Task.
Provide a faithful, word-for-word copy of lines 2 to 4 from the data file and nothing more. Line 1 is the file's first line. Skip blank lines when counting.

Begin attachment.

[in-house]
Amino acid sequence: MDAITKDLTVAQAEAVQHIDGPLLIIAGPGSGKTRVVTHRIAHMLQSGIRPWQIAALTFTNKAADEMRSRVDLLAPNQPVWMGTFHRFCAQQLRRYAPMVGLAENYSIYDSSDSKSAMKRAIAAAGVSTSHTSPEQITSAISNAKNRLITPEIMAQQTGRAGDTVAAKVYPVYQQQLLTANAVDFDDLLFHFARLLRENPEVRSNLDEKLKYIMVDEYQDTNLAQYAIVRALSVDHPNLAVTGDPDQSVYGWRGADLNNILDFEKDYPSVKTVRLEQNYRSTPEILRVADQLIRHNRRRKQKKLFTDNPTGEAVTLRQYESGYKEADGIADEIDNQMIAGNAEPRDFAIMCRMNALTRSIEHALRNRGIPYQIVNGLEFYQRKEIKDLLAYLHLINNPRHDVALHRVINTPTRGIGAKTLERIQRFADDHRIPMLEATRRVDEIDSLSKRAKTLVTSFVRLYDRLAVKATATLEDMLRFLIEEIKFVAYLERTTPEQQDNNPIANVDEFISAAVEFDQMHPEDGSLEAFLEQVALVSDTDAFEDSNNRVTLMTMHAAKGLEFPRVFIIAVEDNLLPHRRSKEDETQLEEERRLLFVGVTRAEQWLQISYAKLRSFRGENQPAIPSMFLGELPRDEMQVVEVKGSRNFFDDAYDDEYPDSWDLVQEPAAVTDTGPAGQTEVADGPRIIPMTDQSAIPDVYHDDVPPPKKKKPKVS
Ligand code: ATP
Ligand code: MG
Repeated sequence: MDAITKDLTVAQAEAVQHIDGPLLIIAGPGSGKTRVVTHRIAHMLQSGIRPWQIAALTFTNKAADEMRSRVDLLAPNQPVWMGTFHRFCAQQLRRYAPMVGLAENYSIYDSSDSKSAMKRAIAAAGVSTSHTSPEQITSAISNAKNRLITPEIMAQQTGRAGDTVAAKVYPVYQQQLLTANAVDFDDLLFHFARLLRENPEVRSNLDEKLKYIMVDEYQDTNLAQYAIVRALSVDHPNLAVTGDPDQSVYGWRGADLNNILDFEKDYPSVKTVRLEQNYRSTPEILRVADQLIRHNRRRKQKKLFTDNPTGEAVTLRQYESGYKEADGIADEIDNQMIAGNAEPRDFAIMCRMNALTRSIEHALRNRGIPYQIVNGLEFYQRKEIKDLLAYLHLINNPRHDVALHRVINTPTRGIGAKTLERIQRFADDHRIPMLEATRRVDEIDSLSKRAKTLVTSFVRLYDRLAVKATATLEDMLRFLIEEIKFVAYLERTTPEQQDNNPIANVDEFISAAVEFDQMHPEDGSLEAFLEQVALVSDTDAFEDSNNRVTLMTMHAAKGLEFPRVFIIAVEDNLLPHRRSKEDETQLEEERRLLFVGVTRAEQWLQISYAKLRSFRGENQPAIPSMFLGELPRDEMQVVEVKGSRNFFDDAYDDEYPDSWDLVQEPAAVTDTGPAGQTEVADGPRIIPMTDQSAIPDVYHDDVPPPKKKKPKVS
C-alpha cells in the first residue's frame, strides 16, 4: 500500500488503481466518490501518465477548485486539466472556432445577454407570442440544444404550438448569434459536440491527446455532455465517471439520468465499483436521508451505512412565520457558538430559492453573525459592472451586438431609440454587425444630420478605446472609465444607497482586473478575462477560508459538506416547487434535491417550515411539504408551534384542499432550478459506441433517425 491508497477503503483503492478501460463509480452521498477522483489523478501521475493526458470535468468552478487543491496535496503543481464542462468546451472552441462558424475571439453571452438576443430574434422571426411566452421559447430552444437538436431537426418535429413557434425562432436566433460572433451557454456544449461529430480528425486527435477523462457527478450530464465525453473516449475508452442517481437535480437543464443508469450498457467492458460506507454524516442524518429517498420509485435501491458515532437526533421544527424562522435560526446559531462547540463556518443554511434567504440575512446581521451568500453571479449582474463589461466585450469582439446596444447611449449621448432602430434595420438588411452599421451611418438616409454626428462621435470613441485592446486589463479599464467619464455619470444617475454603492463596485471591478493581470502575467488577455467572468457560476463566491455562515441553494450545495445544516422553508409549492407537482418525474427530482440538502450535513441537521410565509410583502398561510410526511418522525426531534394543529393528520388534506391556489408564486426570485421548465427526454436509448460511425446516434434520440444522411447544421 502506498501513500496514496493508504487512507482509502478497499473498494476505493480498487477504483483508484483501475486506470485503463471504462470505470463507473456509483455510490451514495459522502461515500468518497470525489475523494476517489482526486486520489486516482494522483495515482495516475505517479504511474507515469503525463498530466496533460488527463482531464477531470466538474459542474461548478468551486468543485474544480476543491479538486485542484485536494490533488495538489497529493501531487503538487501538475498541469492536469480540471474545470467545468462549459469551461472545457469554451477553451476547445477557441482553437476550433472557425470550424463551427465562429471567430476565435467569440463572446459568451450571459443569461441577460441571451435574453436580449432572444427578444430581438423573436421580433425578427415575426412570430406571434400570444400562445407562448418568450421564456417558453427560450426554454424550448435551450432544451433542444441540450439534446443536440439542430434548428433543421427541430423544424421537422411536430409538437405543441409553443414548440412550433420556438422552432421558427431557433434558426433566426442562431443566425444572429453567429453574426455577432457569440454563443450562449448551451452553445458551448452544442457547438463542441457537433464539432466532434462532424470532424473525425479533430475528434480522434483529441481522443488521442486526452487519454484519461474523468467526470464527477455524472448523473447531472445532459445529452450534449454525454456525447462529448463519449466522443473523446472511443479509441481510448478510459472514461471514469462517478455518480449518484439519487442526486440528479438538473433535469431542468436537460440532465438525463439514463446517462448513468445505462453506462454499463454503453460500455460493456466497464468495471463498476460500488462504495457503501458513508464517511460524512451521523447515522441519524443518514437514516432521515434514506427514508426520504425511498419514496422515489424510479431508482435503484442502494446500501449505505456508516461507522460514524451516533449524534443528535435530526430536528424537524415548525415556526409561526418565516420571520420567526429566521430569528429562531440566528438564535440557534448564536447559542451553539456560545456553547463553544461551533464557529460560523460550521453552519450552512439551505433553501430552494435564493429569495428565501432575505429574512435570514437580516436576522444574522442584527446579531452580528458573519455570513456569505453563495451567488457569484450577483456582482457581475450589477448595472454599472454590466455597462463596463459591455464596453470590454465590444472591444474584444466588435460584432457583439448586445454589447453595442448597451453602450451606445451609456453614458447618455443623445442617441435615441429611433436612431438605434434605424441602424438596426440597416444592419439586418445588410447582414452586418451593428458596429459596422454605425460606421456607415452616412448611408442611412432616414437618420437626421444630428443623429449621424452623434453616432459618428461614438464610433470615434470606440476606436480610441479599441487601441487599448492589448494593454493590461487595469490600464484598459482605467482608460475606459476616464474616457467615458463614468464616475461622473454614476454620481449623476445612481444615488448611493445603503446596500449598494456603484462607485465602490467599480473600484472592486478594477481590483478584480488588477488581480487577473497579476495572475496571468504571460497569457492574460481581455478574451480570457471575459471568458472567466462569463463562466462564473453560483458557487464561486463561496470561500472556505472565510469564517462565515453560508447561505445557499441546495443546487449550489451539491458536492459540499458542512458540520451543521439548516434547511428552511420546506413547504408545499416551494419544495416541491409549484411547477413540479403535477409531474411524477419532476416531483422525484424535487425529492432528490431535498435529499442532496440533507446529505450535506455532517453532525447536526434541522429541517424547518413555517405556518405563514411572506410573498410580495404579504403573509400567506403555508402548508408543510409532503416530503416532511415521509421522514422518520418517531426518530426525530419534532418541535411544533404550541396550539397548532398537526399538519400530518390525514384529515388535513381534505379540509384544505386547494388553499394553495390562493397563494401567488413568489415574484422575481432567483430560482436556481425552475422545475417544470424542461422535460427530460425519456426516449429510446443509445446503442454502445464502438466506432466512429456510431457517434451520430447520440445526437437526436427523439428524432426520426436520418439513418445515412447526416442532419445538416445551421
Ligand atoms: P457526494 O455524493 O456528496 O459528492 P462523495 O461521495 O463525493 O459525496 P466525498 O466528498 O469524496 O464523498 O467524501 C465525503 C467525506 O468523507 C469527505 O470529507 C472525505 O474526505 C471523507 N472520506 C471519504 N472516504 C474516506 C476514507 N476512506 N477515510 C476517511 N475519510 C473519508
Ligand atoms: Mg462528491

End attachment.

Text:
Amino acid sequence: MDAITKDLTVAQAEAVQHIDGPLLIIAGPGSGKTRVVTHRIAHMLQSGIRPWQIAALTFTNKAADEMRSRVDLLAPNQPVWMGTFHRFCAQQLRRYAPMVGLAENYSIYDSSDSKSAMKRAIAAAGVSTSHTSPEQITSAISNAKNRLITPEIMAQQTGRAGDTVAAKVYPVYQQQLLTANAVDFDDLLFHFARLLRENPEVRSNLDEKLKYIMVDEYQDTNLAQYAIVRALSVDHPNLAVTGDPDQSVYGWRGADLNNILDFEKDYPSVKTVRLEQNYRSTPEILRVADQLIRHNRRRKQKKLFTDNPTGEAVTLRQYESGYKEADGIADEIDNQMIAGNAEPRDFAIMCRMNALTRSIEHALRNRGIPYQIVNGLEFYQRKEIKDLLAYLHLINNPRHDVALHRVINTPTRGIGAKTLERIQRFADDHRIPMLEATRRVDEIDSLSKRAKTLVTSFVRLYDRLAVKATATLEDMLRFLIEEIKFVAYLERTTPEQQDNNPIANVDEFISAAVEFDQMHPEDGSLEAFLEQVALVSDTDAFEDSNNRVTLMTMHAAKGLEFPRVFIIAVEDNLLPHRRSKEDETQLEEERRLLFVGVTRAEQWLQISYAKLRSFRGENQPAIPSMFLGELPRDEMQVVEVKGSRNFFDDAYDDEYPDSWDLVQEPAAVTDTGPAGQTEVADGPRIIPMTDQSAIPDVYHDDVPPPKKKKPKVS
Ligand code: ATP
Ligand code: MG